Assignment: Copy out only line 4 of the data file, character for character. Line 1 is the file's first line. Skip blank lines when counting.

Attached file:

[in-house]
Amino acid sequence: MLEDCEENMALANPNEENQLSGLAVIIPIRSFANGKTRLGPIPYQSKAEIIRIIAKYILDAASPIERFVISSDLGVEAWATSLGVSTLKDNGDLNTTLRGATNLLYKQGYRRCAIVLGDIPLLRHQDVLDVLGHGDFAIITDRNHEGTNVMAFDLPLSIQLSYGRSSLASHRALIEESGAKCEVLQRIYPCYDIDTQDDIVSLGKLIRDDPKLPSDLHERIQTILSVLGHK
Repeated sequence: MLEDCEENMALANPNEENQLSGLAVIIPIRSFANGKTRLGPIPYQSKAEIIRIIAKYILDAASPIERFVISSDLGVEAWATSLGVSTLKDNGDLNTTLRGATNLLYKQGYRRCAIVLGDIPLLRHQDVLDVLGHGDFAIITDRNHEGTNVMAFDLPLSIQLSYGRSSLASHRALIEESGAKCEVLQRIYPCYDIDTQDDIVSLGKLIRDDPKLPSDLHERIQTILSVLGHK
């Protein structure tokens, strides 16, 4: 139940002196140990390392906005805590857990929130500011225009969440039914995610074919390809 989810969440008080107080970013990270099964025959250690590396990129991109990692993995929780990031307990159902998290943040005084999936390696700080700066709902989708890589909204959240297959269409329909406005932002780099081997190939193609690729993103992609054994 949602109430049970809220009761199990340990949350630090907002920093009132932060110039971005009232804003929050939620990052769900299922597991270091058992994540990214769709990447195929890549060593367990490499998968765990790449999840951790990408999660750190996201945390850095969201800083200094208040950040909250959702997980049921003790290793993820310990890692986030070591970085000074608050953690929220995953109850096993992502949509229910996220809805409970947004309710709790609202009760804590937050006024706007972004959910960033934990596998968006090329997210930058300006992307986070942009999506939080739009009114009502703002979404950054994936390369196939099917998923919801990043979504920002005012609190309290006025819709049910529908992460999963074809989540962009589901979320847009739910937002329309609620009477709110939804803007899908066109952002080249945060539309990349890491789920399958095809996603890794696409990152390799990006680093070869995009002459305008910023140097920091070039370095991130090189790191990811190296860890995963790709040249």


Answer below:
């Protein structure tokens, strides 16, 4: 139940002196140990390392906005805590857990929130500011225009969440039914995610074919390809 989810969440008080107080970013990270099964025959250690590396990129991109990692993995929780990031307990159902998290943040005084999936390696700080700066709902989708890589909204959240297959269409329909406005932002780099081997190939193609690729993103992609054994 949602109430049970809220009761199990340990949350630090907002920093009132932060110039971005009232804003929050939620990052769900299922597991270091058992994540990214769709990447195929890549060593367990490499998968765990790449999840951790990408999660750190996201945390850095969201800083200094208040950040909250959702997980049921003790290793993820310990890692986030070591970085000074608050953690929220995953109850096993992502949509229910996220809805409970947004309710709790609202009760804590937050006024706007972004959910960033934990596998968006090329997210930058300006992307986070942009999506939080739009009114009502703002979404950054994936390369196939099917998923919801990043979504920002005012609190309290006025819709049910529908992460999963074809989540962009589901979320847009739910937002329309609620009477709110939804803007899908066109952002080249945060539309990349890491789920399958095809996603890794696409990152390799990006680093070869995009002459305008910023140097920091070039370095991130090189790191990811190296860890995963790709040249």